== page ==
Railroad Shakeout A Precedent For Telecom Companies?

The crisis in the telecom sector is drawing comparisons to everything from the savings and loan crisis of the 1980s to the post-Civil War railroad boom.

More than $90 billion in fiber has been laid in the last four years, and Merrill Lynch estimates that only 2.6% of it is actually in use. With broadband prices plummeting and cash and credit drying up, the shakeout that has begun to hit carriers and service providers has already spread to telecom equipment companies, and could soon spread to the financial companies that funded the fiber boom. With telecom companies sitting on $650 billion in debt, and $14 billion in telecom bonds already defaulted on so far this year, some are worried that the telecom cleanup will rival the savings and loan crisis of the 1980s.

The fiber glut has begun to draw comparisons to the great railroad buildout after the Civil War, most recently in the New York Times and Wall Street Journal on Monday. That era led to two spectacular cycles of boom and bust, capped by economic depressions in 1873 and 1893.

The comparison is probably a fair one, at least in terms of the shakeout that investors can expect among telecom companies. With more than 400 CLECs, long-distance carriers and service providers, the telecom shakeout could be dramatic and long-lasting. It will most definitely dwarf what the dot-coms have experienced over the last 15 months. The big question mark is how much it will affect the rest of the economy.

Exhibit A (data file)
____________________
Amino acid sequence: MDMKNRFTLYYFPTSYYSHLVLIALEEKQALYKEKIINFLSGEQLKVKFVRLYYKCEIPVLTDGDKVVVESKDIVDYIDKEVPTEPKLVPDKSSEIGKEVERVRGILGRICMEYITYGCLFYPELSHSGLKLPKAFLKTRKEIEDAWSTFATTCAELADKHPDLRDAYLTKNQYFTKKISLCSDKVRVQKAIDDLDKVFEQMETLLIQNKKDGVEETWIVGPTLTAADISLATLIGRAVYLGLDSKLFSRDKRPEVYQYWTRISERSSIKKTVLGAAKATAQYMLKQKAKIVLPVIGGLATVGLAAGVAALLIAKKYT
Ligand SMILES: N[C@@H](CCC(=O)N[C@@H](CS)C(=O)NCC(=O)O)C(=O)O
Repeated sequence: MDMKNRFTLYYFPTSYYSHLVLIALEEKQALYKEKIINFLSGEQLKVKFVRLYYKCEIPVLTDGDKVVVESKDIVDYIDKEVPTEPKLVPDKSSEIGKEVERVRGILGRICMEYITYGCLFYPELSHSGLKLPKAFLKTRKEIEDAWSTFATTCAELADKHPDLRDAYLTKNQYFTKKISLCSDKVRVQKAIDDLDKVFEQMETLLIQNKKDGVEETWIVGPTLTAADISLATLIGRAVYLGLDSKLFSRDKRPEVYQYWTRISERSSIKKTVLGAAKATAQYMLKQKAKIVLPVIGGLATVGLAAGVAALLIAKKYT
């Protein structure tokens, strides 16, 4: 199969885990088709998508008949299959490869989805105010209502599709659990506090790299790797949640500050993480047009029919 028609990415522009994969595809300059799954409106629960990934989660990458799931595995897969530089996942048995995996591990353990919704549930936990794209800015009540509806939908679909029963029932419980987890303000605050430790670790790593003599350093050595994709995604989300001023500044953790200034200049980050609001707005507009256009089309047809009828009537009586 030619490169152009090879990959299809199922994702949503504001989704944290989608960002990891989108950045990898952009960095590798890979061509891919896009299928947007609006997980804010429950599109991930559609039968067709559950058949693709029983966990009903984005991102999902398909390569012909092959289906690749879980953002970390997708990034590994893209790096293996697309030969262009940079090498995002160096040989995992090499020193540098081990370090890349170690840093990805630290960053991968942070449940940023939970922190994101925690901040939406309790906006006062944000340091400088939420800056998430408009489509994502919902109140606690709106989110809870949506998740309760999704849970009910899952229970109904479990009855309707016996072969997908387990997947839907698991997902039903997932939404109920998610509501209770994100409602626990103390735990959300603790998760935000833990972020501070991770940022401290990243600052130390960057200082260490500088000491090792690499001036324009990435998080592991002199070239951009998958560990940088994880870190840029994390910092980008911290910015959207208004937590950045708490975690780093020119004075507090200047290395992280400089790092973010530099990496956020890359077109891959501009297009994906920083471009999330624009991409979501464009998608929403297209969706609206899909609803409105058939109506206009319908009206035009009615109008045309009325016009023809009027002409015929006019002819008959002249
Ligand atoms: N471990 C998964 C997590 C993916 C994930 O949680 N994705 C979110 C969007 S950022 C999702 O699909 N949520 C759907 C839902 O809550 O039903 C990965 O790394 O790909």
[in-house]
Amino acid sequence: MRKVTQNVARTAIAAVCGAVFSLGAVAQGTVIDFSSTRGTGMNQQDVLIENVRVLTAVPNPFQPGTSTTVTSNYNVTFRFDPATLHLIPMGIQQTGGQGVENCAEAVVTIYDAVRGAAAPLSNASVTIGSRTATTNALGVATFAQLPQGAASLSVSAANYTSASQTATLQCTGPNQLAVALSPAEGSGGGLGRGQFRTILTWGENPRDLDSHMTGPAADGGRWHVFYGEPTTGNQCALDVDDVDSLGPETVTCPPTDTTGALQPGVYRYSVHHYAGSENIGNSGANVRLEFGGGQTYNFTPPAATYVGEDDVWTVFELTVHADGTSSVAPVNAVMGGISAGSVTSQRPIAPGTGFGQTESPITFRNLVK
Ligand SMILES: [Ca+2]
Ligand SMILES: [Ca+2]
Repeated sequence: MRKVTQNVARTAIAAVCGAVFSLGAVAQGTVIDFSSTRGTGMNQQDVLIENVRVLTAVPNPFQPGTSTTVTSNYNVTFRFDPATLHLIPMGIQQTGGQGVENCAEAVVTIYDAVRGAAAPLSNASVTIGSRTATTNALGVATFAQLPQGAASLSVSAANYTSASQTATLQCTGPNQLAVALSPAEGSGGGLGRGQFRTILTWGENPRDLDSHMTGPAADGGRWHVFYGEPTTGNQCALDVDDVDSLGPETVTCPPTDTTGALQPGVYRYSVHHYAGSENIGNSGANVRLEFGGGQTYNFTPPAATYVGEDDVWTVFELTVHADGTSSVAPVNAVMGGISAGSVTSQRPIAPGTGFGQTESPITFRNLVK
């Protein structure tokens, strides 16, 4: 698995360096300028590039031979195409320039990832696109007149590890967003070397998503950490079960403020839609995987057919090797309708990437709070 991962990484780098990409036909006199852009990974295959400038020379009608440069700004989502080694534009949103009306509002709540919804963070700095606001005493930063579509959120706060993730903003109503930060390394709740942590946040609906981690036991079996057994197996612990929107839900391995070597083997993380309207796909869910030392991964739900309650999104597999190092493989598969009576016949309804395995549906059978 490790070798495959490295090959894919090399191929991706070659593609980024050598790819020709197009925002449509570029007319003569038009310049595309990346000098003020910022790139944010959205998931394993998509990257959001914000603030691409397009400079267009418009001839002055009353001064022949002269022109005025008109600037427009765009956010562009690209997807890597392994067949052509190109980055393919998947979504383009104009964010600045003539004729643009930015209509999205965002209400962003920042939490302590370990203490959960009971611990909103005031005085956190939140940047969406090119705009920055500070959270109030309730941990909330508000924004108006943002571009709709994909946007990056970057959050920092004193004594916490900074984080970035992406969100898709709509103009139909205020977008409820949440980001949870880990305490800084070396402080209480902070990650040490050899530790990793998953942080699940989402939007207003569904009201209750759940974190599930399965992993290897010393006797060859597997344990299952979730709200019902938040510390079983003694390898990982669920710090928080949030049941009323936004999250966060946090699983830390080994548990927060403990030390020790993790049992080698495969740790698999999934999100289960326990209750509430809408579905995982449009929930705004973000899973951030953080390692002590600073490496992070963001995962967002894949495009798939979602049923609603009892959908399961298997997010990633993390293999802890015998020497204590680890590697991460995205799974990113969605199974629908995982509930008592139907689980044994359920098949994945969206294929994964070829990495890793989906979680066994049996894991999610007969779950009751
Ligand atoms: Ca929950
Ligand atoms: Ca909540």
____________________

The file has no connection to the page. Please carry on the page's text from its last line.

More than 30,000 miles of railroad tracks were laid in the years after the Civil War, fueled by booming profits and cheap financing. But in 1873, the collapse of the Northern Pacific Railroad and financier Jay Cooke led to a market panic (which, interestingly, occurred during a Puetz crash window), and coupled with other liquidity and financial crises, marked the start of a depression that would last until 1878. During that time, 89 railroads went bankrupt, and the railroad build out rate fell by 80%.

But railroad investment picked up again in the late 1870s, and 74,000 miles of track were laid in the 1880s. Railroad profits boomed again, and their stocks soared. But another crisis in 1893, brought on by the collapse of England’s Baring Brothers house, a crisis in the gold standard, an agricultural depression – and overinvesment in railroads – led to another depression that would last until 1897. During that time, 192 railroad companies went into receivership. The collapse of the railroads brought down with it the steel industry, the stock market and the banking system.

But the interesting end to the tale is that in 1897, when Charles Dow first compiled the averages that still bear his name, he created two averages. One, called the Industrial Average, was made up of 12 stocks representing all industries but one. That one industry – railroads – received its own average, made up of 20 leading stocks of the day. After 32 years and two depressions, railroads remained the leading enterprise of the time.

A hopeful ending, but the process of sorting out 20 leading telecom companies will likely be a long and painful one.

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